Month: July 2014

As parents, we put our children first in our lives. We strive to make our children happy, broaden their opportunities, and lay the foundations for their future happiness and success. Sometimes, our quest to secure our children’s future means taking a better job in a distant locale or moving to a new city or town with a new spouse. Whatever the reason, when a separated parent decides to relocate with his or her children, a Pennsylvania Court of Common Pleas may end up deciding whether or not that relocation occurs.

The law of child custody relocation is found in Chapter 23 of the Pennsylvania Consolidated Statutes, section 5337. ( 23 Pa.C.S. § 5337). Among the principles underlying child custody relocation law is the belief that children should not be moved from place to place (except for a very good reason) and that a move should not have a detrimental impact on the children. The relocation statute establishes, in detail, everything a parent must do before a court will permit a relocation to occur.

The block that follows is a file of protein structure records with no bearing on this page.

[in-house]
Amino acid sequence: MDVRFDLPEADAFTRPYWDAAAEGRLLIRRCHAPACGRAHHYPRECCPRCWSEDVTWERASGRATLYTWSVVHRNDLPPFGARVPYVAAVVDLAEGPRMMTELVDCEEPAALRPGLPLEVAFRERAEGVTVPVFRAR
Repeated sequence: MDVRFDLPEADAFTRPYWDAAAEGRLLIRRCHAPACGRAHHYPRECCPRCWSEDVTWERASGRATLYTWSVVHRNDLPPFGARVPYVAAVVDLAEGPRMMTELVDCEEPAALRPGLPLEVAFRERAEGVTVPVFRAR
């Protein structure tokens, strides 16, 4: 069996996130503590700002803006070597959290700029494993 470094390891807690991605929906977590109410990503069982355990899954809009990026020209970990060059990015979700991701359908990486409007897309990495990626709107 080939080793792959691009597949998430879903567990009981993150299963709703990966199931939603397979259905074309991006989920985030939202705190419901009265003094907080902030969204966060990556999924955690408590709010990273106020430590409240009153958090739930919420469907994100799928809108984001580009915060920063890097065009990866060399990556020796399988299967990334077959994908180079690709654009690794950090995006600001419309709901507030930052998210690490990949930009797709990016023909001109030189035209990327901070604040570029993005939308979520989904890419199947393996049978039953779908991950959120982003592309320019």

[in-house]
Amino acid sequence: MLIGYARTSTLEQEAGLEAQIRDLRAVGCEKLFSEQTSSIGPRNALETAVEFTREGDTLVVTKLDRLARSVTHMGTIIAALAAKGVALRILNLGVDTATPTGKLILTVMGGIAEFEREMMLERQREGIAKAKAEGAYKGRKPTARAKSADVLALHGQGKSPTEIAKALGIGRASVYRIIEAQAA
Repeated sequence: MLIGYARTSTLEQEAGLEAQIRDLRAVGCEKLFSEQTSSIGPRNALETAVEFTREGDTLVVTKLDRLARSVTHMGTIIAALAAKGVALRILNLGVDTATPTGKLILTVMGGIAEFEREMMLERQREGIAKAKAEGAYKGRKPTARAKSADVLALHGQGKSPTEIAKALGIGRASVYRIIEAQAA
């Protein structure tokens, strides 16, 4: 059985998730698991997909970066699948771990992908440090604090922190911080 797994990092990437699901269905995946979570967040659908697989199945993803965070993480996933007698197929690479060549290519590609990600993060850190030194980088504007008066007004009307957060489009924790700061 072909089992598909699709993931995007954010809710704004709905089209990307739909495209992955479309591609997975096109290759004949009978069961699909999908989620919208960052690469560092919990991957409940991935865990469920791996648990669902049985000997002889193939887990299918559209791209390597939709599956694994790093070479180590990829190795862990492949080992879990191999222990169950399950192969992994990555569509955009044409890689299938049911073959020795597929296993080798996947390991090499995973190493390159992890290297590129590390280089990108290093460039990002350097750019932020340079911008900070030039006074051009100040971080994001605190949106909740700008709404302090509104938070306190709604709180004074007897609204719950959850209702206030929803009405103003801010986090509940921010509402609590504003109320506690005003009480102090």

In future posts, I will more fully explain just what the law requires from a parent who wishes to relocate with his children. Right now, though, if you have questions about how you can relocate with your children or about how to stop the other parent from moving your children to another city, county, state, or country feel free to contact me at the Law Office of Sean Potter, PC by calling 717-582-0400. I handle family law matters in central Pennsylvania and am happy to offer free consultations. My Perry County office is convenient to Cumberland, Dauphin, Juniata, Franklin, York, Snyder, and surrounding counties.

Sean Potter
Attorney and Counselor at Law
15 East Main St.
P.O. Box 121
New Bloomfield, PA 17068